When International Registries, Inc. and its affiliates (IRI) formalized its Gas Team five years ago, the focus was on safety and support for gas carriers. Today, the team’s focus has expanded to meet the changes of the market. IRI’s Jason Clifton-Samuel, Safety and Technical Manager and lead of the Gas Team explains:
“We see a noticeable shift in focus for fueling thanks to the industry’s attention on decarbonization. Increasing numbers of vessels, including liquefied petroleum gas (LPG) carriers, are using alternative fuels to power themselves, and more and more bulk carriers, tankers, and container ships are also shifting to gaseous based fuels and powering arrangements.”
Because gaseous based fuels often cross vessel types, and the regulatory requirements are still being developed, the Gas Team collaborates with many departments within IRI along with other industry stakeholders, to ensure safe vessel operations and quality technical support.
Jason, based in London, recently took over as head of the Gas Team from Eric Linsner, IRI’s LNG/LPG Specialist. He joined IRI in 2018, after decades of experience in many facets of the gas industry. He has an extensive background in the shipping industry with a specialization in gas shipping ranging from developing liquefied natural gas (LNG) specifications, ship plan and containment system approval, shipyard newbuild construction, through to drydock surveys of LNG ships in service, developing floating storage regasification unit (FSRU) projects, and consultancy across a broad range of aspects related to the gas industry.
A naval architect who’s worked on LNG projects all over the world, Jason’s depth of experience in the industry supports the broader focus of the Republic of the Marshall Islands (RMI) Registry’s Gas Team.
The Gas Team has evolved to meet the needs of the industry and collaborates with Recognized Organizations (ROs) on development, research, analysis, and review to help vessels find equivalent arrangements that maintain vessel safety.
“Alternative gaseous based fuels are new to the ROs as well as the rest of the industry and we’re collaborating with them on how to apply regulations or how to adapt to have alternative compliance with existing regulations,” said Jason.
“The International Maritime Organization (IMO) and other regulatory bodies are working on guidelines and regulations, but the swift pace of innovation is leaping ahead of what is possible in just a few legislative sessions. We are in a rapid learning stage working alongside ROs to determine safe guidelines, arrangements, and solutions that will stand the test of time moving forward,” he continued.
Early adopters to new technology are pushing the industry to advance, but Jason observes that gaseous fuels have moved beyond cutting-edge innovators. He notes that open minded investors are looking at new energy technologies as a commercial strategy, driving some large players in the industry to make significant investments and steps.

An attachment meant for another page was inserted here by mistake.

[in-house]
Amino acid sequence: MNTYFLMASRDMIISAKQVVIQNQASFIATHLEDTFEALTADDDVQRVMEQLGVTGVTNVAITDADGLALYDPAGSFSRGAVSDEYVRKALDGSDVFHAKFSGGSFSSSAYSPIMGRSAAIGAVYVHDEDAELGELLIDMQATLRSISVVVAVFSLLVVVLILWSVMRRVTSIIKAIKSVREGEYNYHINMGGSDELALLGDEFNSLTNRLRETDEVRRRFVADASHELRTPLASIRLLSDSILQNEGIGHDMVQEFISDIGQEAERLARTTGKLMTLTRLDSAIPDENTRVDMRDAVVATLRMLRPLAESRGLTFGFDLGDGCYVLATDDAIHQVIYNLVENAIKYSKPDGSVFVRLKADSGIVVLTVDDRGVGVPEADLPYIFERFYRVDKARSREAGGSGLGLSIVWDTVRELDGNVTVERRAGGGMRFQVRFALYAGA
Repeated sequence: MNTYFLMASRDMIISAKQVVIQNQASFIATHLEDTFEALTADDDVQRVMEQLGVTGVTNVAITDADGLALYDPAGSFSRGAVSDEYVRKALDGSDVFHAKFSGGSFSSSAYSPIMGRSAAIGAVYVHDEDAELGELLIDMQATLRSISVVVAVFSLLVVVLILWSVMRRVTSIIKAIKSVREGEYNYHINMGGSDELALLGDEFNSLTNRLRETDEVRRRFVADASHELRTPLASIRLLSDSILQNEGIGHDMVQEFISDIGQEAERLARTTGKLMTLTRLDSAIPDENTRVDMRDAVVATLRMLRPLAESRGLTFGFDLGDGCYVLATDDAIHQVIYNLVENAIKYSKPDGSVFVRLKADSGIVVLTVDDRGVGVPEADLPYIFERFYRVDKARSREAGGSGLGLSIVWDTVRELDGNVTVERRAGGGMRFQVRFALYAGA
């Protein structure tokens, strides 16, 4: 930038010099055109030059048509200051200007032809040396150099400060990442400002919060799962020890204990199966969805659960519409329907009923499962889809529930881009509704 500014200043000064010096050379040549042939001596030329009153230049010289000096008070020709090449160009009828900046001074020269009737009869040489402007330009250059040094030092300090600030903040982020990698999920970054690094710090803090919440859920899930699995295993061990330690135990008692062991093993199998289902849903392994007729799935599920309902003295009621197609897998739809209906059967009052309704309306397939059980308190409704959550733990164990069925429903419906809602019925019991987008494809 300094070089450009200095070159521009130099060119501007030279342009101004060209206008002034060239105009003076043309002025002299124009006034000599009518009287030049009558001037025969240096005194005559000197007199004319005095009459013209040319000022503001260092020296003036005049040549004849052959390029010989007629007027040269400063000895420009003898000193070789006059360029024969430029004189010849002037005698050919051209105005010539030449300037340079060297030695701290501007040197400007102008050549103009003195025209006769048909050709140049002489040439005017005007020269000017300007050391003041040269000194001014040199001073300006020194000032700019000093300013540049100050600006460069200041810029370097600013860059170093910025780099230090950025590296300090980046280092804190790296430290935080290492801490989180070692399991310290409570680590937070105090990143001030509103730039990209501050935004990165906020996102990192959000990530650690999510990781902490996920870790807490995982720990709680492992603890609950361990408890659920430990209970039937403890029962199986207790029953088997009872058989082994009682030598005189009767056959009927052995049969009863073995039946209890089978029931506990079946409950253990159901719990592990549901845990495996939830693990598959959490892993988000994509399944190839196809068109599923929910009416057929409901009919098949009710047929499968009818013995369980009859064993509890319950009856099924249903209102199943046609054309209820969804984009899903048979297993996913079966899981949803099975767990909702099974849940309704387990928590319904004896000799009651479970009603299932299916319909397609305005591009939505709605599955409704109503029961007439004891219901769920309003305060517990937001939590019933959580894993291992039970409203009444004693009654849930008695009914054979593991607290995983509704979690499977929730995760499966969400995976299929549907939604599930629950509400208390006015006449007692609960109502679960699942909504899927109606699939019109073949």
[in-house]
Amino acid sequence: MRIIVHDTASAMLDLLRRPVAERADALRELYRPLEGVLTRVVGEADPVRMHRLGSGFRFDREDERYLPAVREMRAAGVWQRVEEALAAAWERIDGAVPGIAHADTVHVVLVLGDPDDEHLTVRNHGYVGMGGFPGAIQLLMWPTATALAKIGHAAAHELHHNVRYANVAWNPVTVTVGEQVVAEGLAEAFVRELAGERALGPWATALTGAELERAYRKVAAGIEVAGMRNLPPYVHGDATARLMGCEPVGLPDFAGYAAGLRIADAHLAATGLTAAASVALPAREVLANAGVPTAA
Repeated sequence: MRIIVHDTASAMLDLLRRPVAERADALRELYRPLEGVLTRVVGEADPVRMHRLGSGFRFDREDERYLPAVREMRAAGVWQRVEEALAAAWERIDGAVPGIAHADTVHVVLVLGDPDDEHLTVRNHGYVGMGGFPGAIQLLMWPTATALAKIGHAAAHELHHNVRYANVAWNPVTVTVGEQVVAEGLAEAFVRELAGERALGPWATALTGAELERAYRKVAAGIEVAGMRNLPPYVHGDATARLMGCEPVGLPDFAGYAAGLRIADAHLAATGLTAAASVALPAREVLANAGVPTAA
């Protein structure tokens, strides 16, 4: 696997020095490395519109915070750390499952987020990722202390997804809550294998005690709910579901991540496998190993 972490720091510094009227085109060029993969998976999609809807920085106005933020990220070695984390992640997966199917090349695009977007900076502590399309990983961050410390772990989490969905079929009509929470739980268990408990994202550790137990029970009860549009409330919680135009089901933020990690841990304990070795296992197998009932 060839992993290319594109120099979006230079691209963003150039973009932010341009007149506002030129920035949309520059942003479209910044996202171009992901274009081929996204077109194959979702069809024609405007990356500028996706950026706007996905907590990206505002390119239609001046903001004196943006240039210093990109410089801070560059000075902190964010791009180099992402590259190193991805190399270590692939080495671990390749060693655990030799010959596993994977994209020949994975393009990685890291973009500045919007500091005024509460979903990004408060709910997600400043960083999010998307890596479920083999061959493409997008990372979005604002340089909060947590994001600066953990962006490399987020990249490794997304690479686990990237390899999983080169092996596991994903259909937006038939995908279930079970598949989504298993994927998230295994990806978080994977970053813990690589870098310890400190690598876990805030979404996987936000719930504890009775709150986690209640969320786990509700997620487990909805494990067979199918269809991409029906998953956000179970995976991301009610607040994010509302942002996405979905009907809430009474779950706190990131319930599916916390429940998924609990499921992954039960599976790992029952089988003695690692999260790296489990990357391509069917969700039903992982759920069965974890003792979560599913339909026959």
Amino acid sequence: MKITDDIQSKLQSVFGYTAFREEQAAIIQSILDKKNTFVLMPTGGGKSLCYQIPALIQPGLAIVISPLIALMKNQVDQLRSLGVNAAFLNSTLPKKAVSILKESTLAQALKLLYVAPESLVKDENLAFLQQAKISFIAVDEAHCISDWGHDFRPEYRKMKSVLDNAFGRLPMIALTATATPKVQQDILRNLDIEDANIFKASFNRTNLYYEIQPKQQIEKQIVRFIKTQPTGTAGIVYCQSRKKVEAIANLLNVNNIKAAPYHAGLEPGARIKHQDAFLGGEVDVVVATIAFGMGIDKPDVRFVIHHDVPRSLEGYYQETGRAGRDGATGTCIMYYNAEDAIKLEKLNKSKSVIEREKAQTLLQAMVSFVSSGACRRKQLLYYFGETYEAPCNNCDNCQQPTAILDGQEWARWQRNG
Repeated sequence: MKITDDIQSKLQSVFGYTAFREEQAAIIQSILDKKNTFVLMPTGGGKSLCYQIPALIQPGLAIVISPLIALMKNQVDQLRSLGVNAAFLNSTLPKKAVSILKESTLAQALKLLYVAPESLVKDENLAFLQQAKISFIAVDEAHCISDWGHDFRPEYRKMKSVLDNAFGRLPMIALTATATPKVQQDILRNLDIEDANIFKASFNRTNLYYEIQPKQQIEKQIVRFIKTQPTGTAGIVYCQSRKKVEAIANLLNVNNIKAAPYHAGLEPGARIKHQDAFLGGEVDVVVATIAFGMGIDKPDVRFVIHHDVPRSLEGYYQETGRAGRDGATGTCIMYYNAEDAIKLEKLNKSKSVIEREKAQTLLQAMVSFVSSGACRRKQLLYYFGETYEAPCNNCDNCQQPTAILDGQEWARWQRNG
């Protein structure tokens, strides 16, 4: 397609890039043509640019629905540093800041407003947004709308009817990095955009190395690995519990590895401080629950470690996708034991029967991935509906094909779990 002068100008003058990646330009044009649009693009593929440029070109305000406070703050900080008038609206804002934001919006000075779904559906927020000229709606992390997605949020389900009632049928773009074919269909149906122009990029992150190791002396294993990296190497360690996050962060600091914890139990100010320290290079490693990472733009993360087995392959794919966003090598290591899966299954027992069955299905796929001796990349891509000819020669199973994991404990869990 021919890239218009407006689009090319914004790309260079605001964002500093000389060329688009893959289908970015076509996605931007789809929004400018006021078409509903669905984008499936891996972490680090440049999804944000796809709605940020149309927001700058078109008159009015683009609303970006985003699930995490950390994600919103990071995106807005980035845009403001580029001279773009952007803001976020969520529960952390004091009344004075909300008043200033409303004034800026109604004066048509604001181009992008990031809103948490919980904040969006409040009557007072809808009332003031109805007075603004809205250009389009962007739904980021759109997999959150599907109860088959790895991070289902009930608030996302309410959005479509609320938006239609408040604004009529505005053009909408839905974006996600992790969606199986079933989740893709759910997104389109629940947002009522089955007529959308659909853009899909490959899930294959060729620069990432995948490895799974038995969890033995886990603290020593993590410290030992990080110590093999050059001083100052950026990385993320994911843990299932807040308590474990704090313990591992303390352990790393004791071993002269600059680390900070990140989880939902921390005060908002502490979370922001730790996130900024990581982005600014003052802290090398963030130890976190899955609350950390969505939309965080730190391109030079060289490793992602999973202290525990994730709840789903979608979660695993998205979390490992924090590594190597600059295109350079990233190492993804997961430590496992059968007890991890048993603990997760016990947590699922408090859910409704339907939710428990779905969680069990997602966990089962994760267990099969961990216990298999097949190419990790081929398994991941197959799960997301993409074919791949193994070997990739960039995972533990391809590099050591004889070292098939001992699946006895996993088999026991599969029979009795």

“The transition is truly industry driven. Some larger companies are investing in alternative fuels throughout their supply chain. They’ve made the investment to put in place bunkering facilities, retrofit or renovate vessels, etc. to address forthcoming Carbon Intensity Indicator (CII) compliance requirements,” Jason observed.
The IMO, as the international regulatory body, adopted its Initial Greenhouse Gas Reduction Strategy in 2018. One of the Levels of Ambition of the Initial IMO Strategy is to drive a reduction in the carbon intensity of international shipping. Current targets are set to reduce CO2 emissions per transport work by at least 40% by 2030, pursuing efforts toward 70% by 2050, compared to 2008. Developed within the context of the Initial IMO Strategy, new regulations on CII ratings will measure how efficiently a ship transports goods or passengers beginning in 2023. CII rating requirements will become increasingly stringent until 2030, requiring vessels to plan for long-term decarbonization measures now.
“Some of these decarbonization measures and approved mitigation methods may become de facto requirements given that some influential owners and charterers are investing in them together,” noted Jason.
Technical support of renewable gaseous fuels often benefits from collaboration between the Gas Team and IRI’s Renewables Team. These highly experienced teams work hand-in-hand on research, development, and review projects.
“The Renewables Team has incredible knowledge and expertise in alternative energies, and the Gas Team brings technical expertise in gas fuels. For our clients, it is truly a winning combination,” said Cosmin Bozenovici, Vice President, Technical-Offshore, who heads the Renewables Team from IRI’s Houston office.
“We’ve evolved with the industry to meet its needs,” said Jason. “The future really lies in our ability to collaborate and work together supporting owners, operators, and other industry partners through this period of rapid innovation,” he concluded.